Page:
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Battle of Krbava field
Part of the Ottoman wars in Europe
Hundred Years' Croatian-Ottoman War
Sueleymanname Akinci-Beys.png
Ottoman Akincis in battle
DateSeptember 9, 1493
LocationKrbava field, southern Croatia
Result Decisive Ottoman victory[1]
Belligerents
Fictitious Ottoman flag 2.svg Ottoman Empire

Coat of arms of Hungary.svg Kingdom of Hungary

Croatian Chequy3.png Kingdom of Croatia
Commanders and leaders
  • Croatian Ban Mirko Derenčin
    *Ivan Frankopan Cetinski
    *Ferdinand Berislavić
    *Bernardin Frankopan
    *Petar II Zrinski
    *Karlo Gusić Krbavski †
    *Nikola VI Frankopan Tržački
  • Strength
    8,000 cavalry[3] 2,000–3,000 heavy cavalry[3]
    8,000 infantry[3]
    Casualties and losses
    ? 1,000 killed 8,000–10,000 killed
    1,500 POW[4]
    Much of the Croatian army and aristocracy wiped out[3]


    The Battle of Krbava field (Croatian language: Bitka na Krbavskom polju , Hungarian language: Korbávmezei csata) was fought between the Ottoman Empire of Bayezid II and a Croatian army of the Kingdom of Croatia in personal union with the Kingdom of Hungary on September 9, 1493 in the Krbava field, a part of Lika region, southern Croatia. The Ottoman forces were under command of Hadım Yakup Paşa, sanjak-bey of Bosnia, and Croatian army was led by Mirko Derenčin, ban of Croatia, who served under King Vladislas II Jagiello. The Kingdom of Croatia was during this period under the Hungarian crown of St. Stephen and the Croatian lords who fought in the battle were subjects of the unified crown. The battle resulted in the total defeat of the Croatian army.[5]

    Background[]

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    After the fall of the Bosnian Kingdom into Ottoman hands in 1463, the southern and central parts of the Kingdom of Croatia remained unprotected, the defense of which was left to the Croatian gentry who kept smaller troops in the fortified border areas at their own expense. The Ottomans meanwhile reached the river Neretva and having conquered Herzegovina in 1482, they found their way toward Croatia, skillfully avoiding the fortified border towns. Through the conquest of the Kingdom of Croatia, the Ottoman light cavalry pushed its way towards the towns of Carinthia and Carniola, threatening thus to a border area of Venice as well.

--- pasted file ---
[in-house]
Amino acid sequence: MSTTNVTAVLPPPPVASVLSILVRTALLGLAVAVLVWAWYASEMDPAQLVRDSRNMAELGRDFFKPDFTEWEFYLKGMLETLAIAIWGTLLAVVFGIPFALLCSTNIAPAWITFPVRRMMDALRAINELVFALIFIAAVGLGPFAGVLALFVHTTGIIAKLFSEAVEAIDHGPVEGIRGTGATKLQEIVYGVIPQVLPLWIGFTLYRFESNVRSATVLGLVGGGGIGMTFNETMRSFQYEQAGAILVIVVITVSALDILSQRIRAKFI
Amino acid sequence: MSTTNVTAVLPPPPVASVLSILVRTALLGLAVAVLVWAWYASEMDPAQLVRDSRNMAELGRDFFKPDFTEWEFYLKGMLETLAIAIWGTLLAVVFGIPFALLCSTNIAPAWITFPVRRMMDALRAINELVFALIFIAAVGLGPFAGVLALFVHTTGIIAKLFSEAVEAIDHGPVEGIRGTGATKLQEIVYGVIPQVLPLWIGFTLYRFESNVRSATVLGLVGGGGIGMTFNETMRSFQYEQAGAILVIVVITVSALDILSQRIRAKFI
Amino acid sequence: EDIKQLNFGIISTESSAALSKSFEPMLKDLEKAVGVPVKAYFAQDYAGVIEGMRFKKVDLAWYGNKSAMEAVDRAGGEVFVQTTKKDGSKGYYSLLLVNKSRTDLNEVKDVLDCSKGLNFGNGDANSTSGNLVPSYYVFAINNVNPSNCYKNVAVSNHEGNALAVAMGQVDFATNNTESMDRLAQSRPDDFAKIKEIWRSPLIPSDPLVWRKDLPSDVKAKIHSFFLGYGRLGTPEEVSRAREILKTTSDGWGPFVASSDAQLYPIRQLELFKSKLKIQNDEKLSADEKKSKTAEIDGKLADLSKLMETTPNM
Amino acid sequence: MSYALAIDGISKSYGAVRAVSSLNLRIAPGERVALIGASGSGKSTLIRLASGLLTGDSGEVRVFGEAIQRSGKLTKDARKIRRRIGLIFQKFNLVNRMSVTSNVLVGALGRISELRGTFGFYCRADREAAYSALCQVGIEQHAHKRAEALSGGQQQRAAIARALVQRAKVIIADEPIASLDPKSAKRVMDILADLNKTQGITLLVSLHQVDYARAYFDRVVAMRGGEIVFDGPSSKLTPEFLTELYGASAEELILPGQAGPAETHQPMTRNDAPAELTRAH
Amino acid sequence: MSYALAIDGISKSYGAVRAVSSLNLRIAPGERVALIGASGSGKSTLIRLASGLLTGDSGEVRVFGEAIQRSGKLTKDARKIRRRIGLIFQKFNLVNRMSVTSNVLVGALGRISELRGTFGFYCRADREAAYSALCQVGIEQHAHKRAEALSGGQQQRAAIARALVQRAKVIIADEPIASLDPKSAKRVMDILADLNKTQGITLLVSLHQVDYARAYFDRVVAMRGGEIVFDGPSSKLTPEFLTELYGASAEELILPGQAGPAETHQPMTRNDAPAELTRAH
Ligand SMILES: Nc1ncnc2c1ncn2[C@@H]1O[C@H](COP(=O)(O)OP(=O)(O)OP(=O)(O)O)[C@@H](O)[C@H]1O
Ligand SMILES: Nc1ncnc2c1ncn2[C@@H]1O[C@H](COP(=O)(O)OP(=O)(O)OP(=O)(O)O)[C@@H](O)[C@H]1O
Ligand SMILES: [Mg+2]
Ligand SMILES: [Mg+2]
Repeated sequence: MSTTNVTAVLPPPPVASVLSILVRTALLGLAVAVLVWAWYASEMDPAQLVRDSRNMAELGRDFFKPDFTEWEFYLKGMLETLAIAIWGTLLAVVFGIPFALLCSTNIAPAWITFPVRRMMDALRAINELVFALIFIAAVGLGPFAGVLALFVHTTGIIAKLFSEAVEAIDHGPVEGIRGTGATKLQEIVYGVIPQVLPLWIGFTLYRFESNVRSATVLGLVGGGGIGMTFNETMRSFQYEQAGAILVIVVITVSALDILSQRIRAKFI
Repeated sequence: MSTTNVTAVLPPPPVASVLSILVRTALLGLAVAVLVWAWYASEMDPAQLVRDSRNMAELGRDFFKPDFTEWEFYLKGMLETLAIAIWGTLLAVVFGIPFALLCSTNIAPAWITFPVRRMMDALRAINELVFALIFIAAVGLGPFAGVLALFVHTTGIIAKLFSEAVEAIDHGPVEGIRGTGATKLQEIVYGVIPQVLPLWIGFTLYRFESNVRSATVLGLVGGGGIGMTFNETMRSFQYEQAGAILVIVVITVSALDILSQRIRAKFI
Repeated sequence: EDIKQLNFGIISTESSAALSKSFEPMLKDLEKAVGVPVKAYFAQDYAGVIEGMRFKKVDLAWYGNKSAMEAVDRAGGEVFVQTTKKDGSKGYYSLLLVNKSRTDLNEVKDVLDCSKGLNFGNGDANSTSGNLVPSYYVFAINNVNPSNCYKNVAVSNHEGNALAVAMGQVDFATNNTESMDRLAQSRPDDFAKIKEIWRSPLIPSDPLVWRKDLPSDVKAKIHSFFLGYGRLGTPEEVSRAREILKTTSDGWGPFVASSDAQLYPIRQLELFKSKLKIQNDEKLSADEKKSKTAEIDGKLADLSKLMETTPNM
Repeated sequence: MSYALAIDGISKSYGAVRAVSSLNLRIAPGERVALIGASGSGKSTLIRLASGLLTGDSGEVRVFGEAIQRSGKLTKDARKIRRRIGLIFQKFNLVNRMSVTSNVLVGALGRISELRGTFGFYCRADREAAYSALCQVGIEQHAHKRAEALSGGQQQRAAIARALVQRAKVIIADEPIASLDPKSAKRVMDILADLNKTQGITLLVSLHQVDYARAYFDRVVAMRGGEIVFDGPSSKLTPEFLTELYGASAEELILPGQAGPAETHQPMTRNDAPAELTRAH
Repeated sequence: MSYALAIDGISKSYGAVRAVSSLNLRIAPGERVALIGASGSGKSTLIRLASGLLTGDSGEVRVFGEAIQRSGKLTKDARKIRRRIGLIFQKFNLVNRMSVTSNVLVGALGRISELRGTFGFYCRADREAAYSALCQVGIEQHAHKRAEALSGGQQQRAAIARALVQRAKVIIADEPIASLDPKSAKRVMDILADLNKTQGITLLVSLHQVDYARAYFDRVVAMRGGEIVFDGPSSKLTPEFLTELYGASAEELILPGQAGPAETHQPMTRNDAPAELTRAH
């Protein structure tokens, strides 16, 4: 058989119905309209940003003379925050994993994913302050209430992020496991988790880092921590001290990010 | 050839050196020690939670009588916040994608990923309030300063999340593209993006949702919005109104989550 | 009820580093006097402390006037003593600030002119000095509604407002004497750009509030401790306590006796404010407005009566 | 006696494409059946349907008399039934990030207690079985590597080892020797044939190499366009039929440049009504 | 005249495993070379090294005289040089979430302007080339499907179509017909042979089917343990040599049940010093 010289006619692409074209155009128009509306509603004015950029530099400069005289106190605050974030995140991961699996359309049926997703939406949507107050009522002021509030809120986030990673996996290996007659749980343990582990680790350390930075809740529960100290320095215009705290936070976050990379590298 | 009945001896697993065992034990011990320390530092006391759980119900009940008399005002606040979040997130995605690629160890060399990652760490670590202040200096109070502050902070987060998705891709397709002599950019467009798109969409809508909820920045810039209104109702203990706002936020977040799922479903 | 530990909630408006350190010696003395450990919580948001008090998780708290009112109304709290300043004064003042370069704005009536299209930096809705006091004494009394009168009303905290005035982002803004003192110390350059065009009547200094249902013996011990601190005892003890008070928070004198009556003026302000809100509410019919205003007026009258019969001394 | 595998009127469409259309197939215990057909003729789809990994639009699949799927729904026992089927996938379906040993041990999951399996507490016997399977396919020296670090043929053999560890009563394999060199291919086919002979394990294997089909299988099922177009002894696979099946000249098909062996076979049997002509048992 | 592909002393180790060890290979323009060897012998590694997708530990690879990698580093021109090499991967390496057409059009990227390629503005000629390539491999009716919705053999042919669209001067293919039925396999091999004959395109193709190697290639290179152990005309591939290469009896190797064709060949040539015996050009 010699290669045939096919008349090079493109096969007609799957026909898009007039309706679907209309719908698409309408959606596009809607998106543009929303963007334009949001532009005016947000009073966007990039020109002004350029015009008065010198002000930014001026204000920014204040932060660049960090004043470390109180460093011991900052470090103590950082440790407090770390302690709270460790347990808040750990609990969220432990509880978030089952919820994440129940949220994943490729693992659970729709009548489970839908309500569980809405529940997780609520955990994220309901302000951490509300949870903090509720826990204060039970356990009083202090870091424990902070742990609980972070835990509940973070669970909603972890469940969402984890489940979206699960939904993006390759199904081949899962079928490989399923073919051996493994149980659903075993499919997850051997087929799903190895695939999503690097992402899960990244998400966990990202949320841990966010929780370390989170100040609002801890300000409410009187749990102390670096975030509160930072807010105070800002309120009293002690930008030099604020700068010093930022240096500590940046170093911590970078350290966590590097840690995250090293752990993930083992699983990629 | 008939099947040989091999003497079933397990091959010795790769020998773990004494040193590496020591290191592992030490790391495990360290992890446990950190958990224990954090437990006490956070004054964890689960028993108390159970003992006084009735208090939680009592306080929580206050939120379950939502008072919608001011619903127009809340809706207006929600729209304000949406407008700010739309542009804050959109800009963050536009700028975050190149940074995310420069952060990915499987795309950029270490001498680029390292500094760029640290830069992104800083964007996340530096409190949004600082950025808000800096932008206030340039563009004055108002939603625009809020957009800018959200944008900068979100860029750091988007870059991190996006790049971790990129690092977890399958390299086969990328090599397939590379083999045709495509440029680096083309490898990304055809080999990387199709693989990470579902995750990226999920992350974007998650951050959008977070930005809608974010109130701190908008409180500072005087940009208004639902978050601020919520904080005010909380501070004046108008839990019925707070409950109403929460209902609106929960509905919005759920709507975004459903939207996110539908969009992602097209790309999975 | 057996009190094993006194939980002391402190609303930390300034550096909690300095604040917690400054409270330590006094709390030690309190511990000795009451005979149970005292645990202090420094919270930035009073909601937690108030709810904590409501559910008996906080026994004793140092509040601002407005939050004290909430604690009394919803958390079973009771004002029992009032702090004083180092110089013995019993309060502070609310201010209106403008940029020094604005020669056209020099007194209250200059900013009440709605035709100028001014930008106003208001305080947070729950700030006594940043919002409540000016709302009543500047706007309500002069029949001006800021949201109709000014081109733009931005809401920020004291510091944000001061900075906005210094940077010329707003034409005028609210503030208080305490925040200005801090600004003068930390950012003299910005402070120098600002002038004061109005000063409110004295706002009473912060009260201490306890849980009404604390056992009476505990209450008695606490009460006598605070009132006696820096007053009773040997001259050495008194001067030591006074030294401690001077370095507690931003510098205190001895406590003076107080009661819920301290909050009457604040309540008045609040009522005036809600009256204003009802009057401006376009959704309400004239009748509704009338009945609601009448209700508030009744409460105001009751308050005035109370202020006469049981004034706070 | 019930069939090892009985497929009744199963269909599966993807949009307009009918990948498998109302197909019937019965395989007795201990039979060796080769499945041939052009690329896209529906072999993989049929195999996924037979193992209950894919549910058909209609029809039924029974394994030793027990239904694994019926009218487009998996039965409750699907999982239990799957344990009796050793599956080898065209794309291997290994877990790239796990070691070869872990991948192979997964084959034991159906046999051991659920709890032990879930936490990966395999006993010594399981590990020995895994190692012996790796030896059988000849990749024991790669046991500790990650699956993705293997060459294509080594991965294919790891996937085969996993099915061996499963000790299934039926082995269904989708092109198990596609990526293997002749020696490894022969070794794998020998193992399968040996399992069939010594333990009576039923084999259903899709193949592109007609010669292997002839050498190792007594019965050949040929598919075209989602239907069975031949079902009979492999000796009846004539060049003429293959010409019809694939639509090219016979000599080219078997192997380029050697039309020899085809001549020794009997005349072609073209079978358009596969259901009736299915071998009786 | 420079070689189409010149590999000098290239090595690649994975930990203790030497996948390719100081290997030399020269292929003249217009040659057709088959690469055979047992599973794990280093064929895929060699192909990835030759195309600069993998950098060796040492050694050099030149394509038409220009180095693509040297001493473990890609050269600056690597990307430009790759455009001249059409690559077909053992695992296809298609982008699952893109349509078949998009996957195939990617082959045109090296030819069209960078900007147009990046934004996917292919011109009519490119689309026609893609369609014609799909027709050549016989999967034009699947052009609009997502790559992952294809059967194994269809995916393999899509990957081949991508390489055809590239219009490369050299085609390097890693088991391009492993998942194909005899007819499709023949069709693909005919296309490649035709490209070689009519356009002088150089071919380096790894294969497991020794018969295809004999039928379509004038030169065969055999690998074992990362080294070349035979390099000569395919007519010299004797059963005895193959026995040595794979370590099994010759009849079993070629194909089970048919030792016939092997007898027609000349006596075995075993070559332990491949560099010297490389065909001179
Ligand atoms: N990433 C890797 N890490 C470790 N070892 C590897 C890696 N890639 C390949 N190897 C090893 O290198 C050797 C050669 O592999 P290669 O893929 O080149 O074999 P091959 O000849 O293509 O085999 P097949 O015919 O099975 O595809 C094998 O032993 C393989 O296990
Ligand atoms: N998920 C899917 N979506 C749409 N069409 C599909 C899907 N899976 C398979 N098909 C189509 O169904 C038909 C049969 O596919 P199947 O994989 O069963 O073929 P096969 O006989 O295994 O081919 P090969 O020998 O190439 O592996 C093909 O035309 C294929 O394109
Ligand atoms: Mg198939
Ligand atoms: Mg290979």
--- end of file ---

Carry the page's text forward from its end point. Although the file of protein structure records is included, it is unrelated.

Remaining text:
Preparations[]

    In order to stop such invasions, in the summer of 1493 the Croats attempted to rally their troops under the command of Ban Mirko Derenčin (Hungarian language: Imre Derencsényi) at Krbava field (near today's Udbina) in central Croatia, and lay in wait there to trap the Ottomans. Meanwhile, the Ottoman sanjak-bey Hadım Yakup Paşa with some 8,000 Akıncı (Turkish light cavalry) were returning from an expedition to Styria and Croatian Zagorje. The Croatian feudal army under the command of Viceroy Derenčin at Krbava field had some 2,000 heavy feudal cavalry and some 8,000 infantry from all parts of Croatia.

    Battle[]

    The Croatian army rushed at the Ottomans after the Turks had lured them into the open plains. The Ottoman forces were at first pushed back. A bit later, the Turkish light cavalry which had the advantage over heavy feudal cavalry, surrounded the Croatians from the front, one flank and rear. Then the Croatian army suffered a total defeat in which the cream of the old Croatian nobility perished to a man, including Mirko Derenčin.[6]

    Aftermath[]

    The defeat was resounding. In one single day, around 7,000 Croatian soldiers lost their lives, including many of Croatian feudal nobleman of the time (princes/dukes Ivan Frankopan Cetinski, Petar II Zrinski and Karlo Gusić Krbavski, then Juraj Vlatković, ban of Jajce, Ferdinand Berislavić etc.), and some others were captured (Mirko Derenčin and his son, Nikola VI Frankopan Tržački). Prince Bernardin Frankopan was among few survivors. The defeat at Krbava field shook all the social strata in Croatia; however it did not dissuade the Croats from making even more decisive and persistent attempts at defending themselves against the attacks of the much more powerful enemy. Following the battle, scores of Croatian refugees moved toward Austria while others migrated to Italian coastal areas.[6]

    Notes[]

    1. Eastern Europe: An Introduction to the People, Lands, and Culture By Richard C. Frucht, pg. 422
    2. Starine. Akademija. 1937. p. 139. http://books.google.com/books?id=bJ4kAQAAIAAJ. Retrieved 10 March 2013. 
    3. 3.0 3.1 3.2 3.3 Cadogon Guides Croatia, by James Stewart, 2006, p.12
    4. Battle of Krbava field (Croatian)
    5. Democratic Transition in Croatia: Value Transformation, Education & Media By Sabrina P. Ramet, Davorka Matic, pg. xii
    6. 6.0 6.1 Croatia: A History By Ivo Goldstein, Nikolina Jovanovic, pg.31

    References[]

    • Fred Singleton, A Short History of the Yugoslav Peoples. Cambridge University Press, 1989.

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